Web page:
Last week I raised a rhetorical question about why we or anyone else should care about the history of science. I see two broad categories of answers to that question:
Because it is useful or because it is beautiful.
Today I want to talk about being useful. In her recent book, Heredity and Hope, Ruth Schwartz Cowan writes about using “the historian’s tools” to better understand bioethical questions surrounding genetic testing and screening that ordinary, non-scholarly people often have to face. What are those “historian’s tools,” exactly? What is it that training in historical research and reasoning, combined with knowledge of science, can bring to the table in the wider marketplace of ideas?
Historicism is one of the fundamental ways of knowing. In the 1980s, the fashion was for science as a way of knowing; John Pickstone’s history of science and medicine text cleverly pirates that late Cold-War phrase. “Science as a way of knowing” implies an emphasis on logic over emotion, and of course on evidence over belief. When the debate is between science and religion, I come down solidly on the side of the rational empiricists.
But science is also about reasoning strategies—it is, as Lindley Darden and colleagues have carefully articulated, about mechanisms. Science analyzes the gears and levers of a natural system, cleans them up in solvents, and lays them out on a clean paper towel. It then painstakingly reassembles and lubricates them. And then—the ultimate demonstration of scientific understanding—it manipulates them and predicts the results. Scientific understanding is eternal, independent of time. A watch just runs; this gear connects to that and trips that lever. Not all science works that way, of course, but the main exceptions, are fields such as geology, ecology, and evolutionary biology—the “historical” sciences.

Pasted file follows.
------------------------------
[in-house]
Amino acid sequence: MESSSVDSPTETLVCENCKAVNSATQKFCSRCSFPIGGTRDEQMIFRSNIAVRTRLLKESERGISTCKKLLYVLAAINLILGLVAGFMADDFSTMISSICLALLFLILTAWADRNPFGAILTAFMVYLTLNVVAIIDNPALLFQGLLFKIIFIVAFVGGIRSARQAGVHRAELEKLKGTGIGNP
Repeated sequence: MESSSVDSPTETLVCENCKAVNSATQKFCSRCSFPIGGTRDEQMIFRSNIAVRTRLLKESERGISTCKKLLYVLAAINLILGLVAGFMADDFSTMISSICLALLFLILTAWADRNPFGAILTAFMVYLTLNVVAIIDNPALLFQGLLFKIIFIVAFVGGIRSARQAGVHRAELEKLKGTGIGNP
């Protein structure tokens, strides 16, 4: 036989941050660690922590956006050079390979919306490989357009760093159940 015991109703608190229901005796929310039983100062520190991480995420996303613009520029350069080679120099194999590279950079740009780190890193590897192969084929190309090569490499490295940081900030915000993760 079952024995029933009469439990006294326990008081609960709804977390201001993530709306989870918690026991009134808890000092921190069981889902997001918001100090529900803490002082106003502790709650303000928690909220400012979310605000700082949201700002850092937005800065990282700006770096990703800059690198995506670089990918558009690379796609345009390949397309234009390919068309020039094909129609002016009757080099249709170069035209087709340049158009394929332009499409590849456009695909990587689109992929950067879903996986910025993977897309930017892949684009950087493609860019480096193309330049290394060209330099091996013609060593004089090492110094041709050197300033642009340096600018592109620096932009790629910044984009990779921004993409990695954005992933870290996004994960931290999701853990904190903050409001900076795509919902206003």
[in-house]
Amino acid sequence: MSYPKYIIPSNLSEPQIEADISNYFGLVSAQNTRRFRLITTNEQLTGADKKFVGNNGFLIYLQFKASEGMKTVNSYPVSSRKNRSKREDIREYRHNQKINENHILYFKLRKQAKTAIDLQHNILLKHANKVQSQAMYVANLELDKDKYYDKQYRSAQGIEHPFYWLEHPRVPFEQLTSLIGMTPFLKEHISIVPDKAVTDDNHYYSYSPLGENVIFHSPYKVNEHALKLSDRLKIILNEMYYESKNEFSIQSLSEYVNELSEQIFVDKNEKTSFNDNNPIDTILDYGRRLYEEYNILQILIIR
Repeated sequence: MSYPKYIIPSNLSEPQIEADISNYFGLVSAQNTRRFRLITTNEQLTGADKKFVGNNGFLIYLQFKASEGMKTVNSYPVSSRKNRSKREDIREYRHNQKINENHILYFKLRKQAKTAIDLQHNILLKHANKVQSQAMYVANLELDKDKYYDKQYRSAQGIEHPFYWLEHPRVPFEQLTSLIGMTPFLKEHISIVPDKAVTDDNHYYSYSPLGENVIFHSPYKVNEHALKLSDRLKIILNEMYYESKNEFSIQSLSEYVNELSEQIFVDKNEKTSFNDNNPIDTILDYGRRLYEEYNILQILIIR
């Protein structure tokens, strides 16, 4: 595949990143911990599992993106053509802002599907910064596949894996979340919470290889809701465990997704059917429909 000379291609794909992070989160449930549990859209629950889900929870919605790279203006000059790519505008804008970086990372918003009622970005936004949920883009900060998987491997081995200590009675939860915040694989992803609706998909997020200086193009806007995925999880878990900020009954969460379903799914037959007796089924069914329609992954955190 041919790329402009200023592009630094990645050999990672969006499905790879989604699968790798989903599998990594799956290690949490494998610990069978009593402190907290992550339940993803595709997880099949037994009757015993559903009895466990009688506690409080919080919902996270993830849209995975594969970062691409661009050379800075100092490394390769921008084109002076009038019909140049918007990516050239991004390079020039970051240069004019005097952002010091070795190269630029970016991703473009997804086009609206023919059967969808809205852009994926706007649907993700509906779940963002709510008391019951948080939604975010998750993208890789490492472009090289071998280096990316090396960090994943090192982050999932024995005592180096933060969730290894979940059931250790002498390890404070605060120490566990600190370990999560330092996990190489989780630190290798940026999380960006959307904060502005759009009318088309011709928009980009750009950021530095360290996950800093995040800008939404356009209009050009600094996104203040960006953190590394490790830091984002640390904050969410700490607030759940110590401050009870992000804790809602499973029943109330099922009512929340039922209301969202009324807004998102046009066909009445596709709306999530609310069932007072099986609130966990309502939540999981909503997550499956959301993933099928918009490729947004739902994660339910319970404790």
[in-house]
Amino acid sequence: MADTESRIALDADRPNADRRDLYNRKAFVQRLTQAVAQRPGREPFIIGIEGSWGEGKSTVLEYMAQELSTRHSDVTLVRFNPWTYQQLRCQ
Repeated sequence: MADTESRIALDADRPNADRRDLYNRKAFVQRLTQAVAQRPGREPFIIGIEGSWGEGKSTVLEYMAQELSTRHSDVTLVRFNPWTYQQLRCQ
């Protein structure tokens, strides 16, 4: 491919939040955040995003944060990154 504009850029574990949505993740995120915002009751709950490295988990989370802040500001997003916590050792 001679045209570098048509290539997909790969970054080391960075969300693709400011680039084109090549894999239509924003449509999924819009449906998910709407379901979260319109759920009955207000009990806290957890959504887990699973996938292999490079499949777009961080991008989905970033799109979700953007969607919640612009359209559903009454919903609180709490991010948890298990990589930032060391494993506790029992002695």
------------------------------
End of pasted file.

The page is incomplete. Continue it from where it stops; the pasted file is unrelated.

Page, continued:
History as a way of knowing implies cause and effect through time. It is contingent, local. Scientists often dismiss historical contingency as a kind of randomness or pointlessness:
“For historical reasons,” writes the distinguished scientist Harvey Lodish in his textbook Molecular Cell Biology, “the names of various cyclins and cyclin-dependent kinases from yeasts and vertebrates differ.” In other words, it’s more to remember, I know, but sorry, you’ll just have to deal with it.
“Primarily for historical reasons,” begins chap. 13 of Current Protocols in Molecular Biology, “most studies on yeast have involved Saccharomyces cerevisiae (hereafter termed yeast).” I.e., pombe is just as good a model organism and in some ways better, but the decision wasn’t made rationally.
“For historical reasons,” write Peter Atkins and Loretta Jones in Chemical Principles: The Quest for Insight, “the molecular formulas of binary hydrogen compounds of Group 15/V elements are written with the Group 15/V element first.” Sorry, no insight possible with this one. Don’t you hate it when nomenclature has these messy bits with no rational basis?
I guess I should have realized I was heading toward history when, back in neurobiology grad school, I found such explanations bemusing and dissatisfying. Oh, the stories behind those “historical reasons”! But we’re getting ahead of ourselves and starting to talk about beauty.